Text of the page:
Now imagine this: you are a working guy at Hanna Barbera back in the '60s. The rep from West Publishing is in the office with Joe and Bill... or as you address them, Mr. Barbera and Mr. Hanna... and they come out talking and laughing. Joe happens to see you working assiduously at your drawing table and says, "Hey, c'mere a minute. We've got a proposition for you."
It turns out the usual cast of characters... Hawley Pratt, Mel Crawford, Al White... you know, the guys... are all busy. The idea is to put out a Golden Book based on Wally Gator. He's a minor character and as the pros are busy, Joe figures a second tier in-betweener can handle the gig.
Overworked though you may feel, this is your big moment... your opportunity to show how you can shine... don't blow it, my friend. The West Publishing rep, a little uncomfortable at working with an unknown (awww, don't be sensitive; let's face it, we're the unknowns) asks for an example of how you'd illustrate the little book. So you dig in the back room and come up with a few scene captures. Such as this one:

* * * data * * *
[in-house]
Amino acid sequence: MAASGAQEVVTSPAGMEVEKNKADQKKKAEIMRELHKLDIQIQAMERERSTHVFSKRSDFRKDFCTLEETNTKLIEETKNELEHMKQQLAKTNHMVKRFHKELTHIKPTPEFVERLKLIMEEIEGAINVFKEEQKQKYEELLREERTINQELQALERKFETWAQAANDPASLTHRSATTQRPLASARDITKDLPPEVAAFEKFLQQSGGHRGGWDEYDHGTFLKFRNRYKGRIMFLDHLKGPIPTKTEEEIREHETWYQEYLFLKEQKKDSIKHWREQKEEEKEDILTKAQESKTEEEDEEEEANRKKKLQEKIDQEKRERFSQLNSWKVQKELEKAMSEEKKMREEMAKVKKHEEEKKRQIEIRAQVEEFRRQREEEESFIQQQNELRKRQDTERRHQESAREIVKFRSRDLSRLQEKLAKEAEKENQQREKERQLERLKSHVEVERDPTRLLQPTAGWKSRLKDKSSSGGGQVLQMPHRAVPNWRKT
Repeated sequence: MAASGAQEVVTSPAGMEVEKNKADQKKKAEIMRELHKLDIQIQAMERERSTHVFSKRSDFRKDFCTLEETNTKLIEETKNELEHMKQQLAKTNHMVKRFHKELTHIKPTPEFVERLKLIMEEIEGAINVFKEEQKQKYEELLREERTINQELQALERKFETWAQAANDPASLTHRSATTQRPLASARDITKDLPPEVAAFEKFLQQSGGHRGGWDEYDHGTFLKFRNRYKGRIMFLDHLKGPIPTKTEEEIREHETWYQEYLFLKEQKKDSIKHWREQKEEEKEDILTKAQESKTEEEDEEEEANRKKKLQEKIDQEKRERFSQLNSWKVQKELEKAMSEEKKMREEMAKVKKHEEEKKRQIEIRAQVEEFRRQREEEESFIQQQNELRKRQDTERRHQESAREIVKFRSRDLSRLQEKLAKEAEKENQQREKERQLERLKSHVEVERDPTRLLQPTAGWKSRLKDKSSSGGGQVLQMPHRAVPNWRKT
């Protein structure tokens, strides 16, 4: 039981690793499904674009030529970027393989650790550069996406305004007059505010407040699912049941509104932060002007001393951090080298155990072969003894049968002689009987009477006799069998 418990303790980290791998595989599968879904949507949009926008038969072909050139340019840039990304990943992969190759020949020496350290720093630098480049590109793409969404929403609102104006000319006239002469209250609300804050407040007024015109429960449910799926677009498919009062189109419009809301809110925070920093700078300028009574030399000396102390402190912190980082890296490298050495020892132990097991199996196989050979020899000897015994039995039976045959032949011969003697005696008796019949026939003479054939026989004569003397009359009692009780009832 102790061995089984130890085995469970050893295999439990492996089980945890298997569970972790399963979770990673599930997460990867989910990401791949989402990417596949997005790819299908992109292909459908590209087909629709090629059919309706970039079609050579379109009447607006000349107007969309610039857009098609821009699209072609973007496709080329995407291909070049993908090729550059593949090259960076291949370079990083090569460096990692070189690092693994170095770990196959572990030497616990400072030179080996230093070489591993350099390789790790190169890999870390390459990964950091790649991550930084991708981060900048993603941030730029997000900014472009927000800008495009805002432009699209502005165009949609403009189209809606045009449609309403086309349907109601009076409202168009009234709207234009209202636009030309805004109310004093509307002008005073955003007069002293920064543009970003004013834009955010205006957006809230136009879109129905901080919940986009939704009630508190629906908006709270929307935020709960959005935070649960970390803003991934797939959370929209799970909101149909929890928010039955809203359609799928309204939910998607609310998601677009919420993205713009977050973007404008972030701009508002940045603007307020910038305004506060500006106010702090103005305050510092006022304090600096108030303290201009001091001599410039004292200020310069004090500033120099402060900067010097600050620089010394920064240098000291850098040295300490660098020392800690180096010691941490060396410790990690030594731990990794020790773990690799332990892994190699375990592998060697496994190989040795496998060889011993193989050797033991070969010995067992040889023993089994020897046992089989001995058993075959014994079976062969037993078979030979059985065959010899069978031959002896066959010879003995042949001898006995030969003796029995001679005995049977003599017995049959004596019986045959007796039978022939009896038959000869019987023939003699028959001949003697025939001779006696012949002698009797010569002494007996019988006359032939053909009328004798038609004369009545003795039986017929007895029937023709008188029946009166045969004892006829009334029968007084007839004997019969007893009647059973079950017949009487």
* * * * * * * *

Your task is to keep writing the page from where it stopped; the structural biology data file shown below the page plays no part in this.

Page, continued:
[Note: this is a perfectly awful video capture I got off YouTube... still, it conveys the basic information.]
I happen to like this scene because of the way Wally is slouching and has his arms crossed... unlike the more typical HB pose where the arms hang at the sides. This particular capture shows a little-known side to Wally's character: he gets bored, he gets frustrated, he looks for a little stimulation in life.
So, anyway, here is the shot you're going to doll up and make into a picture that'll impress the rep from West Pub. Now remember, Golden Books likes some depth of field. That means - unlike your typical animation cell - shading, variation of colors, shadows. And some highlights; maybe bright little flowers in the grass of Wally's little island; maybe the leaves are turning fall colors. These are the sort of touches that tend to pull the character out of the page and into a little bit of reality. I know whereof I speak: I used to stare at those Golden Book characters for hours when I was a kid.
We've got a pretty good starting point with our video capture. Now to build on it.
-To be con't -